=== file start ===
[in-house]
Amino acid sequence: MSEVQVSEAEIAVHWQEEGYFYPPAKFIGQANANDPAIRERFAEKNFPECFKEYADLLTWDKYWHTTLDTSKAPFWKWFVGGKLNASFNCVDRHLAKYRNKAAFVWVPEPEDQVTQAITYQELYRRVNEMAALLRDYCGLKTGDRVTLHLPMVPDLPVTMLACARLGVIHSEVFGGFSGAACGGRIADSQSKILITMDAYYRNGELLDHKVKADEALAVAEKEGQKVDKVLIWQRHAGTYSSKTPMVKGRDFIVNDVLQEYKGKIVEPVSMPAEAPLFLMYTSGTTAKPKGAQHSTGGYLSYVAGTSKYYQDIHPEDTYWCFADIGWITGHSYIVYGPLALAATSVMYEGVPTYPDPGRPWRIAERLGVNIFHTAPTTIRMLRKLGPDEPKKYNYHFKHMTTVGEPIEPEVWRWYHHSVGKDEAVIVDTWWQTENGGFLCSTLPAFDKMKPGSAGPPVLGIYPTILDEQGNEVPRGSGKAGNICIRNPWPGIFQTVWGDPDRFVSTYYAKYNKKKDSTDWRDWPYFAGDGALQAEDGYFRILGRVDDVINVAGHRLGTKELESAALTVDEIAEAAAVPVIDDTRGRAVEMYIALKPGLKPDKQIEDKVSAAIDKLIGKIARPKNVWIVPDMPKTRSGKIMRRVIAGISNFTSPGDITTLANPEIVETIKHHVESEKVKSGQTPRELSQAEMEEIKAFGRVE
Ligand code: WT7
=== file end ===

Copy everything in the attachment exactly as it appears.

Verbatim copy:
[in-house]
Amino acid sequence: MSEVQVSEAEIAVHWQEEGYFYPPAKFIGQANANDPAIRERFAEKNFPECFKEYADLLTWDKYWHTTLDTSKAPFWKWFVGGKLNASFNCVDRHLAKYRNKAAFVWVPEPEDQVTQAITYQELYRRVNEMAALLRDYCGLKTGDRVTLHLPMVPDLPVTMLACARLGVIHSEVFGGFSGAACGGRIADSQSKILITMDAYYRNGELLDHKVKADEALAVAEKEGQKVDKVLIWQRHAGTYSSKTPMVKGRDFIVNDVLQEYKGKIVEPVSMPAEAPLFLMYTSGTTAKPKGAQHSTGGYLSYVAGTSKYYQDIHPEDTYWCFADIGWITGHSYIVYGPLALAATSVMYEGVPTYPDPGRPWRIAERLGVNIFHTAPTTIRMLRKLGPDEPKKYNYHFKHMTTVGEPIEPEVWRWYHHSVGKDEAVIVDTWWQTENGGFLCSTLPAFDKMKPGSAGPPVLGIYPTILDEQGNEVPRGSGKAGNICIRNPWPGIFQTVWGDPDRFVSTYYAKYNKKKDSTDWRDWPYFAGDGALQAEDGYFRILGRVDDVINVAGHRLGTKELESAALTVDEIAEAAAVPVIDDTRGRAVEMYIALKPGLKPDKQIEDKVSAAIDKLIGKIARPKNVWIVPDMPKTRSGKIMRRVIAGISNFTSPGDITTLANPEIVETIKHHVESEKVKSGQTPRELSQAEMEEIKAFGRVE
Ligand code: WT7